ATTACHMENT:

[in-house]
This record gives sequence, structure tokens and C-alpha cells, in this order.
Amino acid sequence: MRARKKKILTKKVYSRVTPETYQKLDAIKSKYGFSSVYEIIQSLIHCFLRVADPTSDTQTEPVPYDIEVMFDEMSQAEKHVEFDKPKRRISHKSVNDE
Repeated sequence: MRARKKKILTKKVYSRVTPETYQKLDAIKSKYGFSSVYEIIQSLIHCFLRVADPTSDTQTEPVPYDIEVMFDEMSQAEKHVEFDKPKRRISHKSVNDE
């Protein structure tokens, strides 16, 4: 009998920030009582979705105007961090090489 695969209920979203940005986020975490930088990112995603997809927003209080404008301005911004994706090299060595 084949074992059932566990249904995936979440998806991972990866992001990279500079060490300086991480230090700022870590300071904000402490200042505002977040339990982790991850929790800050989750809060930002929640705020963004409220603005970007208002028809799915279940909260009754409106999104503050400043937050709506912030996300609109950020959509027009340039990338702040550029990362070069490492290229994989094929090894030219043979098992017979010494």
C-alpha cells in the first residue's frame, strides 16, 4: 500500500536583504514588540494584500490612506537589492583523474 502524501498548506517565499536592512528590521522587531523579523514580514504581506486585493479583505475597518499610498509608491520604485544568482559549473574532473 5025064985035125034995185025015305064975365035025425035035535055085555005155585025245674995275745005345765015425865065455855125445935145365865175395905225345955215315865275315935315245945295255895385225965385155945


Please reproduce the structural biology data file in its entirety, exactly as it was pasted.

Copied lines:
[in-house]
This record gives sequence, structure tokens and C-alpha cells, in this order.
Amino acid sequence: MRARKKKILTKKVYSRVTPETYQKLDAIKSKYGFSSVYEIIQSLIHCFLRVADPTSDTQTEPVPYDIEVMFDEMSQAEKHVEFDKPKRRISHKSVNDE
Repeated sequence: MRARKKKILTKKVYSRVTPETYQKLDAIKSKYGFSSVYEIIQSLIHCFLRVADPTSDTQTEPVPYDIEVMFDEMSQAEKHVEFDKPKRRISHKSVNDE
């Protein structure tokens, strides 16, 4: 009998920030009582979705105007961090090489 695969209920979203940005986020975490930088990112995603997809927003209080404008301005911004994706090299060595 084949074992059932566990249904995936979440998806991972990866992001990279500079060490300086991480230090700022870590300071904000402490200042505002977040339990982790991850929790800050989750809060930002929640705020963004409220603005970007208002028809799915279940909260009754409106999104503050400043937050709506912030996300609109950020959509027009340039990338702040550029990362070069490492290229994989094929090894030219043979098992017979010494």
C-alpha cells in the first residue's frame, strides 16, 4: 500500500536583504514588540494584500490612506537589492583523474 502524501498548506517565499536592512528590521522587531523579523514580514504581506486585493479583505475597518499610498509608491520604485544568482559549473574532473 5025064985035125034995185025015305064975365035025425035035535055085555005155585025245674995275745005345765015425865065455855125445935145365865175395905225345955215315865275315935315245945295255895385225965385155945